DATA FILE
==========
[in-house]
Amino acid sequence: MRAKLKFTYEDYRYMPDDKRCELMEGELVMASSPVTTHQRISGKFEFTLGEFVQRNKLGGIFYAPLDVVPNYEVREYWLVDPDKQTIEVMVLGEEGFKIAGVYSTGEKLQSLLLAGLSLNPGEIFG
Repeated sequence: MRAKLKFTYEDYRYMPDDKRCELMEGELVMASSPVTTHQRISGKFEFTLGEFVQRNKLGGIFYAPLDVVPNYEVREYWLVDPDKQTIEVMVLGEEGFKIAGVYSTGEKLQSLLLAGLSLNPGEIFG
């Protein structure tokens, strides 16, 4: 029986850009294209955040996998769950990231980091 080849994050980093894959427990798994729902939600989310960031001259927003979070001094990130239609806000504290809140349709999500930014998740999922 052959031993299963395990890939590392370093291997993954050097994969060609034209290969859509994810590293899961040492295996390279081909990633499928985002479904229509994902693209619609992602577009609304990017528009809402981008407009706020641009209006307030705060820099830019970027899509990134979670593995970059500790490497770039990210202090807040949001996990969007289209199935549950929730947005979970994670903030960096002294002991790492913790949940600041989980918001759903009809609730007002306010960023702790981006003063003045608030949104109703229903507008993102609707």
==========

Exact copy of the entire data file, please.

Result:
[in-house]
Amino acid sequence: MRAKLKFTYEDYRYMPDDKRCELMEGELVMASSPVTTHQRISGKFEFTLGEFVQRNKLGGIFYAPLDVVPNYEVREYWLVDPDKQTIEVMVLGEEGFKIAGVYSTGEKLQSLLLAGLSLNPGEIFG
Repeated sequence: MRAKLKFTYEDYRYMPDDKRCELMEGELVMASSPVTTHQRISGKFEFTLGEFVQRNKLGGIFYAPLDVVPNYEVREYWLVDPDKQTIEVMVLGEEGFKIAGVYSTGEKLQSLLLAGLSLNPGEIFG
């Protein structure tokens, strides 16, 4: 029986850009294209955040996998769950990231980091 080849994050980093894959427990798994729902939600989310960031001259927003979070001094990130239609806000504290809140349709999500930014998740999922 052959031993299963395990890939590392370093291997993954050097994969060609034209290969859509994810590293899961040492295996390279081909990633499928985002479904229509994902693209619609992602577009609304990017528009809402981008407009706020641009209006307030705060820099830019970027899509990134979670593995970059500790490497770039990210202090807040949001996990969007289209199935549950929730947005979970994670903030960096002294002991790492913790949940600041989980918001759903009809609730007002306010960023702790981006003063003045608030949104109703229903507008993102609707």